Online interventions are a promising new way of providing mental health support, as I’ve written about before. And the logical conclusion of that idea is that if we can treat mental health conditions over the internet, why not over text messaging too?
A new study titled Text Message Safety Behavior Reduction for Social Anxiety suggests promise to texting-based treatments for social anxiety.
Looking at that title, you might be wondering: I know what the “text message” and the “social anxiety” parts are about, but what’s the “safety behavior reduction”?
Safety behaviors refer to behaviors people with social anxiety have that are designed to make them feel safe but that end up perpetuating the condition. For example, simply avoiding social situations might seem to assuage feelings of anxiety, but ultimately it probably reinforces perceptions of social situations as threatening.
It been suggested that these “safety behaviors” might play an important role in maintaining social anxiety.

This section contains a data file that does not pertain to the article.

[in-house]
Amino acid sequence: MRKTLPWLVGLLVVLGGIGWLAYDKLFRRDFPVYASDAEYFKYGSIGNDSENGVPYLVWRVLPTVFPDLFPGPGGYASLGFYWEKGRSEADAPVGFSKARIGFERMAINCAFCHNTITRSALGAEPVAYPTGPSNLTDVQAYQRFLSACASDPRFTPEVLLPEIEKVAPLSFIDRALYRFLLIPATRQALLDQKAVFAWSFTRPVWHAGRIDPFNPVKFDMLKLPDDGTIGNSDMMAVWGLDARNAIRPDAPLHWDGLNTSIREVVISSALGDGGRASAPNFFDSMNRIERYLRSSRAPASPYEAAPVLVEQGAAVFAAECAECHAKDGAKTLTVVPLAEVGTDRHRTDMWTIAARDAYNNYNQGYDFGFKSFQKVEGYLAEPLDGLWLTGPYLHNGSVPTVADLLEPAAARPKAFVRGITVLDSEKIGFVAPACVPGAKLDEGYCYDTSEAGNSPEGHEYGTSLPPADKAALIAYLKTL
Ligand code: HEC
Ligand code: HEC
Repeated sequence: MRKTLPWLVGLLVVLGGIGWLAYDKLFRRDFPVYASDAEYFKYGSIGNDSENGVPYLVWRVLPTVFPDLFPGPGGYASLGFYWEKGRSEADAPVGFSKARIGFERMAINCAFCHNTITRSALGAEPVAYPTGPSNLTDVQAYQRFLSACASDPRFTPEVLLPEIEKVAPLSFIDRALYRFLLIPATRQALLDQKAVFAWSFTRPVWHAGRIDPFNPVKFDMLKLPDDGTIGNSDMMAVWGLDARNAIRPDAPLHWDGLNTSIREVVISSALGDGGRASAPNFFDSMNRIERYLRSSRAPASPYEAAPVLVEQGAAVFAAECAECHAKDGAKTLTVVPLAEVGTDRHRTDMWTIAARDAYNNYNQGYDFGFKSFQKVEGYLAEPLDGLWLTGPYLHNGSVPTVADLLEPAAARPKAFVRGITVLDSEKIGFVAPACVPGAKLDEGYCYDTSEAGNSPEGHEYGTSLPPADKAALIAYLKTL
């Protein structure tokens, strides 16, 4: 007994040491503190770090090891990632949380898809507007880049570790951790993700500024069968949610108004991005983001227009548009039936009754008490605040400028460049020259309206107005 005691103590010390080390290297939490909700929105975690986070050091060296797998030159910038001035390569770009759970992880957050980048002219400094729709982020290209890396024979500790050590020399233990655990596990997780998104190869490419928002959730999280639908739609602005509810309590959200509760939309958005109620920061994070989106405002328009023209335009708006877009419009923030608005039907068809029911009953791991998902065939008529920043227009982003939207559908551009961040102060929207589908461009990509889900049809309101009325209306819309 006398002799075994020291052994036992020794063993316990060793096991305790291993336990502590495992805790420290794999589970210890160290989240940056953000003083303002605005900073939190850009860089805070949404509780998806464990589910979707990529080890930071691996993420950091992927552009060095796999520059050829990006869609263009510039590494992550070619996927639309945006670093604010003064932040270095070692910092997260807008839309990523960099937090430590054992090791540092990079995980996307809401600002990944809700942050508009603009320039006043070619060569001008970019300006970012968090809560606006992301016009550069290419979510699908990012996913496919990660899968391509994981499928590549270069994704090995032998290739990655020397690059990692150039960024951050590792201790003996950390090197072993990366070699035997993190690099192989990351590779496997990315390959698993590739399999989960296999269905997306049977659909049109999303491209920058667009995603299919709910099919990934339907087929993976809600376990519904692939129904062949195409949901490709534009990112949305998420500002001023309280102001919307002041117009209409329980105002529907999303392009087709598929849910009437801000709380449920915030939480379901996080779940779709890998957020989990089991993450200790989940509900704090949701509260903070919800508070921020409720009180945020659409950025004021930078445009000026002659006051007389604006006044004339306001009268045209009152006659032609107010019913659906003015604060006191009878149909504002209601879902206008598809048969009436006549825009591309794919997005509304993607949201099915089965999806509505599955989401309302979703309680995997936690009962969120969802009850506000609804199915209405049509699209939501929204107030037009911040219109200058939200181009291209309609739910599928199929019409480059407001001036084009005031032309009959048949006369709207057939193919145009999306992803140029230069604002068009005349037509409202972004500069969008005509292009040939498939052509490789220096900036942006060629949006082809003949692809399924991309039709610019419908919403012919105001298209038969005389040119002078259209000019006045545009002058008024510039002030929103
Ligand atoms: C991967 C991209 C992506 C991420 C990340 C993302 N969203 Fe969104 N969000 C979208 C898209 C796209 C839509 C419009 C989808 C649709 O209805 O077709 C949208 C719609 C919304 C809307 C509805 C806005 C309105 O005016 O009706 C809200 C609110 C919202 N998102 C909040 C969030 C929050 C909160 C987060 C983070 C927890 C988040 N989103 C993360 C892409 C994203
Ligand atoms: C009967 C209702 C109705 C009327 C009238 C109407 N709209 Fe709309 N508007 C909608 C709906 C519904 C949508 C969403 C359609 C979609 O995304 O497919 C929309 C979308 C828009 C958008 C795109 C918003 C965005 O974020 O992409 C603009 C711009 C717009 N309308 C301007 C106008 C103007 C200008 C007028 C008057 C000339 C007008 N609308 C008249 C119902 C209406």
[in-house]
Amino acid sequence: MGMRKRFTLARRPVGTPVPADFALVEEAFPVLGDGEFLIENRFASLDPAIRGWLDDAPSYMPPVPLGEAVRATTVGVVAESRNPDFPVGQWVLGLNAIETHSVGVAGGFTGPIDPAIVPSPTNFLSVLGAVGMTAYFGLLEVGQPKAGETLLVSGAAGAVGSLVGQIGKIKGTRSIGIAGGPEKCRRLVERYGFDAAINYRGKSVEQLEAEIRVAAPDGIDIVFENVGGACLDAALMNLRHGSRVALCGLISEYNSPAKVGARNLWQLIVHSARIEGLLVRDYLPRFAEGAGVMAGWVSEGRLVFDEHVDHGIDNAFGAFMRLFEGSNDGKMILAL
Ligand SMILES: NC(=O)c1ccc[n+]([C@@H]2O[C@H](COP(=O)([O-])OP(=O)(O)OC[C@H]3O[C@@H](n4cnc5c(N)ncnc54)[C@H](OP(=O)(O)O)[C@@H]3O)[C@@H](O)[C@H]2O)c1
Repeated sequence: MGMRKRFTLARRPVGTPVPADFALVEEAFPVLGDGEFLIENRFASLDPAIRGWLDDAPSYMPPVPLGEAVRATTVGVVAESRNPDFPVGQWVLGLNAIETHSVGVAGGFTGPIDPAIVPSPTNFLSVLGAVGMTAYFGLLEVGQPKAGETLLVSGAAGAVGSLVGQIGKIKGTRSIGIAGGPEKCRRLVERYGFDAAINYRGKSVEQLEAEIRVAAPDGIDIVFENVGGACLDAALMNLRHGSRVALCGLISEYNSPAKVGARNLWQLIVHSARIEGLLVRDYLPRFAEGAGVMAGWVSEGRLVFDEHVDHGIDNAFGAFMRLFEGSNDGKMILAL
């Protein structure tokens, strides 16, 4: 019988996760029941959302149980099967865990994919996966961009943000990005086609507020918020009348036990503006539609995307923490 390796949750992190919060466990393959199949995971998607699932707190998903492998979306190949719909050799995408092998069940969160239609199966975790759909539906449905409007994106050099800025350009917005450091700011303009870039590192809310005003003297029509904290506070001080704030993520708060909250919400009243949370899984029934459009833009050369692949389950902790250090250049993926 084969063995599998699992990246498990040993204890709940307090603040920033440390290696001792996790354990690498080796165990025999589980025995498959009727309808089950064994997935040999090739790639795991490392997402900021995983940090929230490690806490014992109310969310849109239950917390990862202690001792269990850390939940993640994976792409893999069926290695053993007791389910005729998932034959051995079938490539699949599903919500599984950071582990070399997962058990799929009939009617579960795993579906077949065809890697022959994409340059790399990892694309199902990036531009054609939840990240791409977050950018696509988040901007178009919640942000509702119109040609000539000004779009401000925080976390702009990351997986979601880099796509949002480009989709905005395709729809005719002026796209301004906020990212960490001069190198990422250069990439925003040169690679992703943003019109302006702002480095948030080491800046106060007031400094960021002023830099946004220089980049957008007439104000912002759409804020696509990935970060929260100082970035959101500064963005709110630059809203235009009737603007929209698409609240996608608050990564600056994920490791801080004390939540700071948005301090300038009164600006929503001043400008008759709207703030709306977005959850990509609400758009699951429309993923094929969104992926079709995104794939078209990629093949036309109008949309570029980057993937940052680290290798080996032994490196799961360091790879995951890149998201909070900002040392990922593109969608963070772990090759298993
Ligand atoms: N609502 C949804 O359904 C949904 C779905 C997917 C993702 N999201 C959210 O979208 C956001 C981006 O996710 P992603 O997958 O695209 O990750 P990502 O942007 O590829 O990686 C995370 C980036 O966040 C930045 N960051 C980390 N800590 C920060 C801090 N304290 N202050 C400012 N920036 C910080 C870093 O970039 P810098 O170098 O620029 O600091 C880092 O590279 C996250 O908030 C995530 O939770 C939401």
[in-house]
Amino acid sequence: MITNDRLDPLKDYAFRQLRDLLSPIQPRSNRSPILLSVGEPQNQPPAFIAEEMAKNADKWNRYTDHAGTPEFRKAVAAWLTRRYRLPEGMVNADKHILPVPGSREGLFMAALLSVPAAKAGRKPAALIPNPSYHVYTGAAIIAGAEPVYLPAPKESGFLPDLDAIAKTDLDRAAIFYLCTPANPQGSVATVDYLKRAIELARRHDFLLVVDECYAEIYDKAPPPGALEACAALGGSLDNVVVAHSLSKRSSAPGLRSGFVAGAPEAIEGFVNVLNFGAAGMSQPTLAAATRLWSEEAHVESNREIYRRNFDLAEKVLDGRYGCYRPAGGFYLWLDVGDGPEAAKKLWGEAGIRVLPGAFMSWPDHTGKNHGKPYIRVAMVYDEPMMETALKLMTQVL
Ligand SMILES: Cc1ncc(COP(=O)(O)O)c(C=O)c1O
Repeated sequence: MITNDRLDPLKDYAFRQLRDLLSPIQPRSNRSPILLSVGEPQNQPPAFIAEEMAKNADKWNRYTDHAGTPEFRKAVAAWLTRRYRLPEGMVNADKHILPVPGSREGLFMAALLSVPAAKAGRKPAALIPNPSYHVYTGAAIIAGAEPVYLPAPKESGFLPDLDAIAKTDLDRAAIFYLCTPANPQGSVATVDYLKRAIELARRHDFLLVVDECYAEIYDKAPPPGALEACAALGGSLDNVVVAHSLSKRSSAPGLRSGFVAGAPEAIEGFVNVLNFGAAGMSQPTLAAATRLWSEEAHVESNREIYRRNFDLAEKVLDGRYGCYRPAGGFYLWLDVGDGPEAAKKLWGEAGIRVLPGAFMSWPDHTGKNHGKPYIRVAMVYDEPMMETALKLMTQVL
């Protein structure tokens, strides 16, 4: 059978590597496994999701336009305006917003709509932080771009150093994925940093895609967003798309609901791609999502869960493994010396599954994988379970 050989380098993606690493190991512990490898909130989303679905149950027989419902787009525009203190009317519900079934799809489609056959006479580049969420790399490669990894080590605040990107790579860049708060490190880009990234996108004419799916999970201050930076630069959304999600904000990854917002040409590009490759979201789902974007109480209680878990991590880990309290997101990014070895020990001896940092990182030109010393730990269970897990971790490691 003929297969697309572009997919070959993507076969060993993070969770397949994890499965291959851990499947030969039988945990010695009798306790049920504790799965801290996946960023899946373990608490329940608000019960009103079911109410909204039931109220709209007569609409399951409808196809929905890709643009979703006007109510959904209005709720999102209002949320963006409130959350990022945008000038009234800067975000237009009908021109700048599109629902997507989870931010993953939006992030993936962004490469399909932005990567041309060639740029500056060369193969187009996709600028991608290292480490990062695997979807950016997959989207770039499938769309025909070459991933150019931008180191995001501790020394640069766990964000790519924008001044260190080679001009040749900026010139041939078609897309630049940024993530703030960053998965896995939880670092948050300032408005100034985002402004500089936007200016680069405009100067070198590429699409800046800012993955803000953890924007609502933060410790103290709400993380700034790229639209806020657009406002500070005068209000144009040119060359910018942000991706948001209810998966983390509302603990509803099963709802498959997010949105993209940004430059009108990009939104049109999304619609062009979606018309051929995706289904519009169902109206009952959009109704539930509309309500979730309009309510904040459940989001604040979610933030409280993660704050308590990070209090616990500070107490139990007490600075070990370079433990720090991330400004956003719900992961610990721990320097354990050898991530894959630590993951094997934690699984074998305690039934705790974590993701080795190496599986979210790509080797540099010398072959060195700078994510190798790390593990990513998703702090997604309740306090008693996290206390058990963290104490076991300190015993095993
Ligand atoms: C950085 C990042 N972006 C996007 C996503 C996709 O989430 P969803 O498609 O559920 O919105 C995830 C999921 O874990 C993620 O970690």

So in their new text message intervention, the researchers decided to send people with social anxiety text reminders not to engage in safety behaviors. The intervention involved receiving 16 of these reminder messages over the course of a month.
In a sample of 94 participants, the researchers compared the texting intervention to two other treatments: no intervention at all, and an intervention in which people received text reminders to focus on the present moment.
It turned out that both the reminder to avoid safety behaviors and the reminder to live in the present were associated with a decrease in social anxiety symptoms when the month was over. However, people who received the safety behavior reminders had the fewest symptoms of all three groups. They also reported a reduction in safety behaviors, suggesting that the text message intervention might have achieved some of what it was intended to accomplish.
This study highlights an advantage of texting-based treatments: unlike more traditional treatments, or even online intervention, text-message treatments can be delivered at more frequent intervals and during the course of people’s daily lives. That means interventions incorporating text messages could turn out to be a useful 21st-century supplement to therapy and other traditional ways of treating mental health conditions!